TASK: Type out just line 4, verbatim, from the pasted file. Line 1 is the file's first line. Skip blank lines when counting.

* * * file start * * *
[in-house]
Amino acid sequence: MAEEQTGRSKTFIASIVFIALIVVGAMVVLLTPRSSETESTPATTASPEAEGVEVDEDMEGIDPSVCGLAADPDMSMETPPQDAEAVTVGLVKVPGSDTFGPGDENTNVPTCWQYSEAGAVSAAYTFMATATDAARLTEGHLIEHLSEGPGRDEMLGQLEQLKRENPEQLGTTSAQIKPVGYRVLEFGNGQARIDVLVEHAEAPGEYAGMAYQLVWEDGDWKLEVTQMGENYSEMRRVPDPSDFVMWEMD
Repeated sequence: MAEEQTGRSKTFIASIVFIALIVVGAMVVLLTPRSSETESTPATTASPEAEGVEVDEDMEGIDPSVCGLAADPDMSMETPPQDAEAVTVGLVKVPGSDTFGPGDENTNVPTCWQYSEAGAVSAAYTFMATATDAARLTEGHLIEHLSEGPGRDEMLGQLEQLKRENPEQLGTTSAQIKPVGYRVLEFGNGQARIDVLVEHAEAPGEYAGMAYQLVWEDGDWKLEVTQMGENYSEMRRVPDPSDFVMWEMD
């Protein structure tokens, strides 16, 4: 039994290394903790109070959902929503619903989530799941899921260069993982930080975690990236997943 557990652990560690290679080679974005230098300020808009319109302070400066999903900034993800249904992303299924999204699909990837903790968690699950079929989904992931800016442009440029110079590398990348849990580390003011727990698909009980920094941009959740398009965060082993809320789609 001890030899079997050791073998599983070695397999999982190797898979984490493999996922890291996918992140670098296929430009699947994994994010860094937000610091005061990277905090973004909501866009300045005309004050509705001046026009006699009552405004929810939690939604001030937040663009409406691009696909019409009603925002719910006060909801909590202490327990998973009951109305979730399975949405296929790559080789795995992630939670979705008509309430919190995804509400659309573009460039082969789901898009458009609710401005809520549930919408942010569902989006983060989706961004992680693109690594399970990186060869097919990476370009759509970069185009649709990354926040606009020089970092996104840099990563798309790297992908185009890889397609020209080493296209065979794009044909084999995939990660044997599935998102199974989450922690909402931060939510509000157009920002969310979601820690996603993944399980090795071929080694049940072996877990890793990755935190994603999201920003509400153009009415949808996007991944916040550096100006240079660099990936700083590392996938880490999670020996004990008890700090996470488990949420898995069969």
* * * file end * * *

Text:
């Protein structure tokens, strides 16, 4: 039994290394903790109070959902929503619903989530799941899921260069993982930080975690990236997943 557990652990560690290679080679974005230098300020808009319109302070400066999903900034993800249904992303299924999204699909990837903790968690699950079929989904992931800016442009440029110079590398990348849990580390003011727990698909009980920094941009959740398009965060082993809320789609 001890030899079997050791073998599983070695397999999982190797898979984490493999996922890291996918992140670098296929430009699947994994994010860094937000610091005061990277905090973004909501866009300045005309004050509705001046026009006699009552405004929810939690939604001030937040663009409406691009696909019409009603925002719910006060909801909590202490327990998973009951109305979730399975949405296929790559080789795995992630939670979705008509309430919190995804509400659309573009460039082969789901898009458009609710401005809520549930919408942010569902989006983060989706961004992680693109690594399970990186060869097919990476370009759509970069185009649709990354926040606009020089970092996104840099990563798309790297992908185009890889397609020209080493296209065979794009044909084999995939990660044997599935998102199974989450922690909402931060939510509000157009920002969310979601820690996603993944399980090795071929080694049940072996877990890793990755935190994603999201920003509400153009009415949808996007991944916040550096100006240079660099990936700083590392996938880490999670020996004990008890700090996470488990949420898995069969």